Type of business

The type of business you’re selling also affects the commission. For example, businesses with tangible assets, such as real estate or equipment, typically have a lower commission than businesses without any tangible assets. The broker doesn’t have to spend as much time marketing or advertising the business. 

Terms of the sale

The terms of the sale also play a role in the business brokerage commission. For example, if you’re selling your business on an installment basis, the broker will likely charge a higher commission. 

The broker has to put in more effort and time to close the deal. They also have to make sure that the buyer can afford to make the monthly payments. In contrast, the broker will charge a lower commission if you’re selling your business outright.

The role of the broker

The role of the broker also affects the business brokerage commission. If the broker is doing all the work, they should be compensated fairly. This includes finding a buyer, negotiating the sale, and closing the deal. On the other hand, if you’re doing most of the work and the broker is only acting as an advisor, you can try to negotiate a lower commission. 

The economy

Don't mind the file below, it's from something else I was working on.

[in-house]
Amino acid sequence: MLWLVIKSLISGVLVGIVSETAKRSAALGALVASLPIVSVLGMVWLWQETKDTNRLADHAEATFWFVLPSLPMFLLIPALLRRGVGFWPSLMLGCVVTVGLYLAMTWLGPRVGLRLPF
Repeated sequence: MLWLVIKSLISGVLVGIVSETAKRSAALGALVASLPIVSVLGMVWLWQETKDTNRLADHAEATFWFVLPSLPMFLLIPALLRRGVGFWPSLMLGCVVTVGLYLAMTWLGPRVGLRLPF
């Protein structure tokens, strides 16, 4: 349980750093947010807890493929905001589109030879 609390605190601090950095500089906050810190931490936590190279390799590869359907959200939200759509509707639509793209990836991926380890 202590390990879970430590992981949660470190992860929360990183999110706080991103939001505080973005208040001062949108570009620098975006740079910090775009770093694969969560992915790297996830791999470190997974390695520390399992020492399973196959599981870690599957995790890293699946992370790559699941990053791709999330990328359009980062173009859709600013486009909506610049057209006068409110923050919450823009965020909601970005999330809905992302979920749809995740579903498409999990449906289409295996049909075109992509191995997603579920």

The state of the economy also impacts the business brokerage commission. Businesses are typically valued higher in a booming economy, which means the broker can charge a higher commission. In contrast, companies are generally valued lower in a recessionary economy, which means the broker might charge a lower commission. 


Another factor that affects business brokerage commission is competition. If many brokers compete for your business, they’re likely to charge a lower commission. They know that they won’t make much money if they don’t get the company. 

Conversely, if few brokers are competing for your business, they can charge a higher commission. In the end, it’s up to you and the broker to negotiate a fair commission. By understanding the factors that affect commission, you’ll be better positioned to negotiate a deal that works for both parties.

Experience of the broker

The experience of the broker is another important factor to consider. An experienced broker will likely charge a higher commission than a less experienced broker. 

This is because an experienced broker understands the market better and can get you a better price for your business. They’re also more likely to have a network of buyers, which means they can sell your business faster.

Bottom Line

So, how do business brokerage commissions work? It ultimately comes down to a negotiation between you and the broker. The commission is based on several factors, including the value and size of your business, the business location, and the type of business.

The broker also considers the amount of work they put into selling the business. In a competitive market, they may be willing to charge a lower commission, while they may be more likely to charge a higher commission in a less competitive market. Ultimately, it’s up to you and the broker to negotiate a fair commission that works for both parties.